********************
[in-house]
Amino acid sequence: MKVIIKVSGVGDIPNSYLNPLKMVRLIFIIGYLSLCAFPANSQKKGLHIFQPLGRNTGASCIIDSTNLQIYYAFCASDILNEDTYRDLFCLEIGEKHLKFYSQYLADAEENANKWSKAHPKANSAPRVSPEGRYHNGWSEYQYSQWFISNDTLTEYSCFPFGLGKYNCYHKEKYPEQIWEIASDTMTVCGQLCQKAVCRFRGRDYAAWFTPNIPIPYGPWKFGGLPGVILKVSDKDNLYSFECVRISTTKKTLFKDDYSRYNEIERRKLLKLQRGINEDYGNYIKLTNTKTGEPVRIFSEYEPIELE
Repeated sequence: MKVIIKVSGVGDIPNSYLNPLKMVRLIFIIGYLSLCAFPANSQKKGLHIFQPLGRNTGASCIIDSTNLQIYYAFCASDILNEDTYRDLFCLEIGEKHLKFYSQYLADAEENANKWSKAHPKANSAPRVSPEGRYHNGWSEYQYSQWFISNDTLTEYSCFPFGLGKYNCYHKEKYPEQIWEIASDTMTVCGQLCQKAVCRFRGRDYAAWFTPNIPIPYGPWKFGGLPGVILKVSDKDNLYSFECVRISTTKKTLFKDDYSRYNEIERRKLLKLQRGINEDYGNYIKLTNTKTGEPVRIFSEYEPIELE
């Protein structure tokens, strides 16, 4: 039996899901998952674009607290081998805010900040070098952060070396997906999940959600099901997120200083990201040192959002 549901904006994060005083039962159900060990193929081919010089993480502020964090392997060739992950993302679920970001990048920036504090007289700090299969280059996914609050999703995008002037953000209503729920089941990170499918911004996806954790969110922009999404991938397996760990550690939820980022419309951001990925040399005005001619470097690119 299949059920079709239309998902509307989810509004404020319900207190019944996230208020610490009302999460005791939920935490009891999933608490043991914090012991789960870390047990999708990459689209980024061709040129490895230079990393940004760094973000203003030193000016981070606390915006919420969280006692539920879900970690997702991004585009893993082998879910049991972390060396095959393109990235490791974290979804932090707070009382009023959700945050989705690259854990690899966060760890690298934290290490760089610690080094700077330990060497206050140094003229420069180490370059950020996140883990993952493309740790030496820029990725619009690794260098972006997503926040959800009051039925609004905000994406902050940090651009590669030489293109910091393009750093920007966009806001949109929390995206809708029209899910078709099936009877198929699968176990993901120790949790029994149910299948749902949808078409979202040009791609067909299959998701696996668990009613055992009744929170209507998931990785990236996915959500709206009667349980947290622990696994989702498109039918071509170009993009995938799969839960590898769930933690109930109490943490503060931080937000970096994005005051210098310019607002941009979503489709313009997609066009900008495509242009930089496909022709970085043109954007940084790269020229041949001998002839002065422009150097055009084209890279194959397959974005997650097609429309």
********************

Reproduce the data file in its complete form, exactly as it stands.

[in-house]
Amino acid sequence: MKVIIKVSGVGDIPNSYLNPLKMVRLIFIIGYLSLCAFPANSQKKGLHIFQPLGRNTGASCIIDSTNLQIYYAFCASDILNEDTYRDLFCLEIGEKHLKFYSQYLADAEENANKWSKAHPKANSAPRVSPEGRYHNGWSEYQYSQWFISNDTLTEYSCFPFGLGKYNCYHKEKYPEQIWEIASDTMTVCGQLCQKAVCRFRGRDYAAWFTPNIPIPYGPWKFGGLPGVILKVSDKDNLYSFECVRISTTKKTLFKDDYSRYNEIERRKLLKLQRGINEDYGNYIKLTNTKTGEPVRIFSEYEPIELE
Repeated sequence: MKVIIKVSGVGDIPNSYLNPLKMVRLIFIIGYLSLCAFPANSQKKGLHIFQPLGRNTGASCIIDSTNLQIYYAFCASDILNEDTYRDLFCLEIGEKHLKFYSQYLADAEENANKWSKAHPKANSAPRVSPEGRYHNGWSEYQYSQWFISNDTLTEYSCFPFGLGKYNCYHKEKYPEQIWEIASDTMTVCGQLCQKAVCRFRGRDYAAWFTPNIPIPYGPWKFGGLPGVILKVSDKDNLYSFECVRISTTKKTLFKDDYSRYNEIERRKLLKLQRGINEDYGNYIKLTNTKTGEPVRIFSEYEPIELE
């Protein structure tokens, strides 16, 4: 039996899901998952674009607290081998805010900040070098952060070396997906999940959600099901997120200083990201040192959002 549901904006994060005083039962159900060990193929081919010089993480502020964090392997060739992950993302679920970001990048920036504090007289700090299969280059996914609050999703995008002037953000209503729920089941990170499918911004996806954790969110922009999404991938397996760990550690939820980022419309951001990925040399005005001619470097690119 299949059920079709239309998902509307989810509004404020319900207190019944996230208020610490009302999460005791939920935490009891999933608490043991914090012991789960870390047990999708990459689209980024061709040129490895230079990393940004760094973000203003030193000016981070606390915006919420969280006692539920879900970690997702991004585009893993082998879910049991972390060396095959393109990235490791974290979804932090707070009382009023959700945050989705690259854990690899966060760890690298934290290490760089610690080094700077330990060497206050140094003229420069180490370059950020996140883990993952493309740790030496820029990725619009690794260098972006997503926040959800009051039925609004905000994406902050940090651009590669030489293109910091393009750093920007966009806001949109929390995206809708029209899910078709099936009877198929699968176990993901120790949790029994149910299948749902949808078409979202040009791609067909299959998701696996668990009613055992009744929170209507998931990785990236996915959500709206009667349980947290622990696994989702498109039918071509170009993009995938799969839960590898769930933690109930109490943490503060931080937000970096994005005051210098310019607002941009979503489709313009997609066009900008495509242009930089496909022709970085043109954007940084790269020229041949001998002839002065422009150097055009084209890279194959397959974005997650097609429309």